HH Lamb & The Great Storms Of The Little Ice Age

Eddystone Lighthouse, engraved by W.B. Cooke 1836 Clarkson Frederick Stanfield 1793-1867 Transferred from the Library 1989 http://www.tate.org.uk/art/work/T05696
Image: The Great Storm of 1703

From 2015

By Paul Homewood

With stormy weather in the news at the moment, it is worth recalling what HH Lamb had to say about the prevalence of storms in the Little Ice Age. From his book, “Climate, History and the Modern World”:-

It is a clear reminder that, in this part of the world at least, storms tend to be much worse in a colder world.

The other point of interest, however, is his reference that sea levels may have been 50cm lower than between AD 1000 and 1400. This of course refers to the period around 1700, and we don’t have much idea of how far sea levels rose in the 18thC.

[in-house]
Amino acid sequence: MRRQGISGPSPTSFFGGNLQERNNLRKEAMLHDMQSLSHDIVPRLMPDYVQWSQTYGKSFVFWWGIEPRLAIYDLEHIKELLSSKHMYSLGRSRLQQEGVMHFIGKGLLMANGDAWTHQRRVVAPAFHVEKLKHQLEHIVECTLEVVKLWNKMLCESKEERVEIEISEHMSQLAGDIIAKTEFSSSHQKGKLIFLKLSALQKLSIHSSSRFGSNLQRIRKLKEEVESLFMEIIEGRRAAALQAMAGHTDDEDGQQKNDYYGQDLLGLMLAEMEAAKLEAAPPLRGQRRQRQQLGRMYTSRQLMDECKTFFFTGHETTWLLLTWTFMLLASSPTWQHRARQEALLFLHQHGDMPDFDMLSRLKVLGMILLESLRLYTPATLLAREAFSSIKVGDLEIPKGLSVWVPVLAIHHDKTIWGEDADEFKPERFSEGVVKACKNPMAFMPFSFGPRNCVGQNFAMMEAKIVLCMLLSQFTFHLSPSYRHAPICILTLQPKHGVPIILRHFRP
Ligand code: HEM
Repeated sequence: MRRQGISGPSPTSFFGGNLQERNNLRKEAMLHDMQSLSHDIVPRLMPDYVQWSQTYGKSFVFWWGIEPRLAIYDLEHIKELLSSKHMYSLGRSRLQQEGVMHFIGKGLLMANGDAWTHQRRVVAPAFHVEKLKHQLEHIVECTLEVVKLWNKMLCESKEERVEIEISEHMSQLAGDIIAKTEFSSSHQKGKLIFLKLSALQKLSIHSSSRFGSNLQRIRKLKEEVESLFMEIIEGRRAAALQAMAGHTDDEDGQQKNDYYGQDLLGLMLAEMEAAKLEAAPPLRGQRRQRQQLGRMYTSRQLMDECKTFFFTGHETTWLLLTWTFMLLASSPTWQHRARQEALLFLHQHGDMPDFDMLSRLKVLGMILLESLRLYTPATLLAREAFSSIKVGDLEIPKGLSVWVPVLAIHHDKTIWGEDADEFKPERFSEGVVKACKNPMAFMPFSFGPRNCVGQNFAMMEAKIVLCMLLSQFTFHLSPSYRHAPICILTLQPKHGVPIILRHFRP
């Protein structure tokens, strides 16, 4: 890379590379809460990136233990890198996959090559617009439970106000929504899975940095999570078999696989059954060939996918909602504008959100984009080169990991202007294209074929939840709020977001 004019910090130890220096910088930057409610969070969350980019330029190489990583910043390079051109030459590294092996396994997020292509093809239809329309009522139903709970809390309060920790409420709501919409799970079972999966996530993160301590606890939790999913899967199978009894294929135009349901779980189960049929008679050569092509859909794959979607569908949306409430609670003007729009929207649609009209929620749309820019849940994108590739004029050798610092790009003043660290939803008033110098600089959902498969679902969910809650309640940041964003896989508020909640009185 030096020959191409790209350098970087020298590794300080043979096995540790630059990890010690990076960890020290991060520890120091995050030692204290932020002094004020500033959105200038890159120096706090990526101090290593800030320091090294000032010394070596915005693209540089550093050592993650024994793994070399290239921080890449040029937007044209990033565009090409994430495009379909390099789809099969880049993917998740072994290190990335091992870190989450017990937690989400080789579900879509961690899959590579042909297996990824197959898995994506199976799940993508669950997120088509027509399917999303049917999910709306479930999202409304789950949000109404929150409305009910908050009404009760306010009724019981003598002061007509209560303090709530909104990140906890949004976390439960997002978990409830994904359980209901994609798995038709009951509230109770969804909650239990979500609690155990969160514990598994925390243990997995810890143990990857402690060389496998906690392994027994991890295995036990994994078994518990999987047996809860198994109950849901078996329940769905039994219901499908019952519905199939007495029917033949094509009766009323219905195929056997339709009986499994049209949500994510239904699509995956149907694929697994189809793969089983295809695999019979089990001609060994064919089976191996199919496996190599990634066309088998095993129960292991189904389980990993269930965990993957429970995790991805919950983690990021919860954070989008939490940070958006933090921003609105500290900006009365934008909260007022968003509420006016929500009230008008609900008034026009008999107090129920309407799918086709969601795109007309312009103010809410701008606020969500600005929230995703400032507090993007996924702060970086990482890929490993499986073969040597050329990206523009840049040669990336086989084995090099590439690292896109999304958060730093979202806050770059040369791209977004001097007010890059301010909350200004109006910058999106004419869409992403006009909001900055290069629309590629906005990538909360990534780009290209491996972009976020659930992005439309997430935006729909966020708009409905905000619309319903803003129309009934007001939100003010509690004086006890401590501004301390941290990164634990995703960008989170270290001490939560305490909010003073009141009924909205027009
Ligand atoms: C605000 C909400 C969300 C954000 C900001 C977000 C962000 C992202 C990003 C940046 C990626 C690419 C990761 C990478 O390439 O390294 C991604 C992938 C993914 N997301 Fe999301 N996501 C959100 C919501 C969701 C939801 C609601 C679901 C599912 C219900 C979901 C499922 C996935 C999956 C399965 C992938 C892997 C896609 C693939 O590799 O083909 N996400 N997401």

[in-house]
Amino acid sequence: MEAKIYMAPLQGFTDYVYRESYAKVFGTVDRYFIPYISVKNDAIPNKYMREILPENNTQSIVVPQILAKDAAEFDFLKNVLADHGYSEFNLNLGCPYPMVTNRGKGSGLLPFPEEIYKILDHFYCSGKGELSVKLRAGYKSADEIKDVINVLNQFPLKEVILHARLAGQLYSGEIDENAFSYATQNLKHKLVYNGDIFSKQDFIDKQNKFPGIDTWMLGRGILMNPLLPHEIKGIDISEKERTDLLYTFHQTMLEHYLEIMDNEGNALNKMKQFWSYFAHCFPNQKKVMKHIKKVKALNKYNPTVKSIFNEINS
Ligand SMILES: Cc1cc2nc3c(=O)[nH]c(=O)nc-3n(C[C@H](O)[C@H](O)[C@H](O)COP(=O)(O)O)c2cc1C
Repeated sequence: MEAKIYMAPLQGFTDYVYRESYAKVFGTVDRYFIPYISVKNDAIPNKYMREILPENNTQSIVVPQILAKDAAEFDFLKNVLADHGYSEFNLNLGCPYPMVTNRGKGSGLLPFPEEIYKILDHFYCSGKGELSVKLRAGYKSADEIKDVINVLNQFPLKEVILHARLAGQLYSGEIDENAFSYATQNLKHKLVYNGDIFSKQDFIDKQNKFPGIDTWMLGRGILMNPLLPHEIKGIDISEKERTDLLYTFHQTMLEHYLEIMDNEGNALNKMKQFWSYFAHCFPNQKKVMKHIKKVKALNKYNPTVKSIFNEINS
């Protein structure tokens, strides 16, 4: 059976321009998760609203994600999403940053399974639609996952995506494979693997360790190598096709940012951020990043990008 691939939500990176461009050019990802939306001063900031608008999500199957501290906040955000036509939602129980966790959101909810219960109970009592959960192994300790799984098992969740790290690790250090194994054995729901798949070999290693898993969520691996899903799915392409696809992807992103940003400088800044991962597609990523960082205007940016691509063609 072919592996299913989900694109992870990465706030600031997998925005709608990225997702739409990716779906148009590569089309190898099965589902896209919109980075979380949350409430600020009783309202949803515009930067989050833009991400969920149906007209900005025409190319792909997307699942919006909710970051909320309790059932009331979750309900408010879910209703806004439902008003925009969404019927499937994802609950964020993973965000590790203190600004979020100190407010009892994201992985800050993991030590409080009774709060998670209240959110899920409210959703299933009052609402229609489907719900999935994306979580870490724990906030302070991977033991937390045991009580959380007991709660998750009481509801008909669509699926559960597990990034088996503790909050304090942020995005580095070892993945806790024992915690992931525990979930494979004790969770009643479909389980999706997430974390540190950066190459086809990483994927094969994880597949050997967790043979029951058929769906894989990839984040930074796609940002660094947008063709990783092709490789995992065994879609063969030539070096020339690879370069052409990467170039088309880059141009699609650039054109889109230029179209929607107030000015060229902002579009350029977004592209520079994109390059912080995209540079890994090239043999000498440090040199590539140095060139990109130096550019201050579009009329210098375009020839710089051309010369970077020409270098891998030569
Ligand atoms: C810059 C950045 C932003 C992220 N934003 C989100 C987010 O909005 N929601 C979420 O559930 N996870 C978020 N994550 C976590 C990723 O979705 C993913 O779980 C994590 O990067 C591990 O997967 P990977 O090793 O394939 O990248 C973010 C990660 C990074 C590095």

It is generally accepted though that since the late 19thC they have risen by maybe 20 cm. This is strong evidence that current sea level rise is simply part of a much longer term pattern.

It is important to realise that Lamb’s comments on this topic, like much of his work, were not just his personal view, but were based around the work of other scientific experts of his time, such as in this case Sylvia Hallam.

More detail of Lamb’s thoughts on sea level changes were covered in my earlier post, HH Lamb & Sea Level Changes.

Ref.: https://notalotofpeopleknowthat.wordpress.com/2015/11/16/hh-lamb-the-great-storms-of-the-little-ice-age/

 

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